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From their meaning to their history in Western music, here's an easy guide to modes.
The word ‘mode’ comes from the Latin for ‘manner, or method’ but musical modes all originated in ancient Greece, so they have Greek names.
The modes were named after various regions, perhaps to represent the people who lived there, because Greek musical theorists were philosophers too, and associated the arts with aspects of morality.
Basically, a mode is a type of scale, as in ‘doh re mi fa so la ti do’. Alter just one of those notes and you can call your scale a ‘mode’.
Long before people started thinking about pieces of music having ‘keys’, each mode is believed to have begun on a different note of the scale, conferring its own character to the set of notes running, for example, C to C (Ionian mode) or E to E (Phrygian mode) and so on.
Read more: What is the point of practising scales?
The seven main categories of mode have been part of musical notation since the middle ages.
So, the list goes: Ionian, Dorian, Phrygian, Lydian, Mixolydian, Aeolian and Locrian. Some of them are major modes, some are minor, and some are ambiguous. Some modes are sadder or holier than others.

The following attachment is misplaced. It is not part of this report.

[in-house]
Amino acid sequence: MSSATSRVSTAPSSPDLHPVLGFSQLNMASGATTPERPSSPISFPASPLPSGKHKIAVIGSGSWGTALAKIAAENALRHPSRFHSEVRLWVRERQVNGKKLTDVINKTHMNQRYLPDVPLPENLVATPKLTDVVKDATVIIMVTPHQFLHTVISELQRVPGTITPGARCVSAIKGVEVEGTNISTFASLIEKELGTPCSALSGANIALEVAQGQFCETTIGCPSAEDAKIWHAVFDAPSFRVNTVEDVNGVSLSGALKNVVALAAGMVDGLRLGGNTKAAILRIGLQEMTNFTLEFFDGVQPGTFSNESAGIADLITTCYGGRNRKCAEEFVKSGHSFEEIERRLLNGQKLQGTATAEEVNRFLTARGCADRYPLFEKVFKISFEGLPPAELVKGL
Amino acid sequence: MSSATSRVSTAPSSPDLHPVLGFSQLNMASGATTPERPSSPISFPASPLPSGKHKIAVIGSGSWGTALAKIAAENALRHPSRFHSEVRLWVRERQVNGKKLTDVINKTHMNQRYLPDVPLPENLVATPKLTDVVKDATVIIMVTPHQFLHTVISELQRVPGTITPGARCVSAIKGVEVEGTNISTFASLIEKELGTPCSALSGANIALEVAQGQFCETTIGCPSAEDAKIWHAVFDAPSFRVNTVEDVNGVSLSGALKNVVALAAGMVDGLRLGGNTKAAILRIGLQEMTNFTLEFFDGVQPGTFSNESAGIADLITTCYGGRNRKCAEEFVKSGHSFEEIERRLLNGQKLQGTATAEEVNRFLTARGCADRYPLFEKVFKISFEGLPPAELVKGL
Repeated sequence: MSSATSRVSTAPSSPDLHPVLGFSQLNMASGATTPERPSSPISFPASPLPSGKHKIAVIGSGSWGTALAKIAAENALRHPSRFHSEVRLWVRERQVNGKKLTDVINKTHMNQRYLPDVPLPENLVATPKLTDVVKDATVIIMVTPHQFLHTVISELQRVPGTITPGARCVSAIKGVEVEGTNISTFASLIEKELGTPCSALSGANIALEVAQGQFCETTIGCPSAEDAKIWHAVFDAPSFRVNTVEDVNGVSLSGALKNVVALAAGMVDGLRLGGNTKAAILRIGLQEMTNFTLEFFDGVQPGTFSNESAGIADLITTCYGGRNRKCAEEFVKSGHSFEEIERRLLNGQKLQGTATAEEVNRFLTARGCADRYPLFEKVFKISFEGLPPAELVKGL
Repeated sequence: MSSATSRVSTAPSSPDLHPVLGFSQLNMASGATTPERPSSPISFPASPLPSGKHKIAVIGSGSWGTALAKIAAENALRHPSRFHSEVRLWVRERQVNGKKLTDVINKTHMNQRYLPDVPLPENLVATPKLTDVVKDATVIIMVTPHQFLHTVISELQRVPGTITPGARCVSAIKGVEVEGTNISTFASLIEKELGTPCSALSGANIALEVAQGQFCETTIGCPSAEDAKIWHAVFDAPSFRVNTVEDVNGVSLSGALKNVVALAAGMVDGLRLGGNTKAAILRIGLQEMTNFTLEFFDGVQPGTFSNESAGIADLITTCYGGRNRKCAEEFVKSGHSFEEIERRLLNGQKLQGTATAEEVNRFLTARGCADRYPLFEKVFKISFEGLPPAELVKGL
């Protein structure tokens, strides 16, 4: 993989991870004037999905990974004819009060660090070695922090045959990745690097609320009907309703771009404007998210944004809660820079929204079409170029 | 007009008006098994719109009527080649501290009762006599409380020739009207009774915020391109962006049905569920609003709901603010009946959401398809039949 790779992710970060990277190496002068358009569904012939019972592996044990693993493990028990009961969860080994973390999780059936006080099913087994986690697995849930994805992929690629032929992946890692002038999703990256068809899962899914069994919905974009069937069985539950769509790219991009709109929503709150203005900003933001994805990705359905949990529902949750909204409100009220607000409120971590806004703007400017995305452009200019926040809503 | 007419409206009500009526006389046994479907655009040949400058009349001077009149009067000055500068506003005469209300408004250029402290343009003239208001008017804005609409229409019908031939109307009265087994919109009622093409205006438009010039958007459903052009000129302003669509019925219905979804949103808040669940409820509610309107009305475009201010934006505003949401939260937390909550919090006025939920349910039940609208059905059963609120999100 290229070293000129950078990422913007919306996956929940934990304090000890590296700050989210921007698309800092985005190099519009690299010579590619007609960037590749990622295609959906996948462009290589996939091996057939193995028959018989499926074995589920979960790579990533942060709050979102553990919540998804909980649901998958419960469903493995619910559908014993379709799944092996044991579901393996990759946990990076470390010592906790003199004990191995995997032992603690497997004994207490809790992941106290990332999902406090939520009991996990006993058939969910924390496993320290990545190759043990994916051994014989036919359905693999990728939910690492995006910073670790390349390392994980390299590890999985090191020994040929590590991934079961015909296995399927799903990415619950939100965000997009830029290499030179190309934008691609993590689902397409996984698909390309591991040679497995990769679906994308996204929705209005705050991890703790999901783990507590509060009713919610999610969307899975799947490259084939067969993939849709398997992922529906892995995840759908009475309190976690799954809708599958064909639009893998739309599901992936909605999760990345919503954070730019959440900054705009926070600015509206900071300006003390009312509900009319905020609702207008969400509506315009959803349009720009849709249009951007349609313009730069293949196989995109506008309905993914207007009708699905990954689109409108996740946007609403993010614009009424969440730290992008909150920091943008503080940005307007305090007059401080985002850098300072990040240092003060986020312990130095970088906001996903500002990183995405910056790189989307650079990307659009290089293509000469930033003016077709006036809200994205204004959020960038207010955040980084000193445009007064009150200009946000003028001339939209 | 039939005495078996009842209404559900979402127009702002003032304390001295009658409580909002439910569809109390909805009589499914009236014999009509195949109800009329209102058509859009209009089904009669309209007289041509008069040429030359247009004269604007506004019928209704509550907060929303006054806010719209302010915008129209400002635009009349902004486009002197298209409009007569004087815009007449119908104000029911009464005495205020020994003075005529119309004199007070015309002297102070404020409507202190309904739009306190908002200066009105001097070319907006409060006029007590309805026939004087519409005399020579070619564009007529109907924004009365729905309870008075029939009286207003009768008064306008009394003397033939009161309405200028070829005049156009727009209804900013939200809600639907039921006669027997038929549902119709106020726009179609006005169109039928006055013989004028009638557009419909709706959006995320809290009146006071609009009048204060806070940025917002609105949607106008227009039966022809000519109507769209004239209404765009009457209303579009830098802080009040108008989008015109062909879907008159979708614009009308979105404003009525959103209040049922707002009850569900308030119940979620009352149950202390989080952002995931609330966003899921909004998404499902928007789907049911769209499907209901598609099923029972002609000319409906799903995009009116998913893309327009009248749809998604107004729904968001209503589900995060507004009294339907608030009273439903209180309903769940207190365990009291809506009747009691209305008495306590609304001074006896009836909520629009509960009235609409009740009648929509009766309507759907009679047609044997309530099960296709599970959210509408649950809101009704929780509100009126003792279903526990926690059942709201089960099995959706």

The Ionian mode is a simple ‘doh re mi’ major key. It is the modern major scale. It is composed of natural notes beginning on C.
The Dorian mode is very similar to the modern natural minor scale. The only difference is in the sixth note, which is a major sixth above the first note, rather than a minor sixth.
Good examples of the use of Dorian mode in music are 'Billie Jean' by Michael Jackson, 'Smoke on the Water' by Deep Purple and the traditional Scarborough Fair.
The Phrygian is the third mode. It is also very similar to the modern natural minor scale. The only difference is in the second note, which is a minor second not a major. The Phrygian dominant is also known as the Spanish gypsy scale, because it resembles the scales found in flamenco music.
Music that uses the Phyrigian mode include Liszt's Hungarian Rhapsody No.2, Rimsky Korsakov's Scheherezade, Vaughan Williams's Fantasia on a Theme of Thomas Tallis and the final aria of Philip Glass's Satyagraha.
The Lydian mode has just one note changed from the Ionian, a major scale, but with the fourth note from the bottom sharpened to give a slightly unsettling sound.
The single tone that differentiates this scale from the major scale is its seventh note, which is a flattened seventh rather than a major seventh.
Tunes that emply the mixolydian mode include The Beatles' 'Norwegian Wood', the theme to the TV series of Star Trek and Debussy's 'The Sunken Cathedral'.
Aeolian is the natural minor scale, heard in such popular songs as Bob Dylan’s 'All along the watchtower' or REM's 'Losing my Religion'.
The Locrian mode has five notes in its scale flattened a half-step.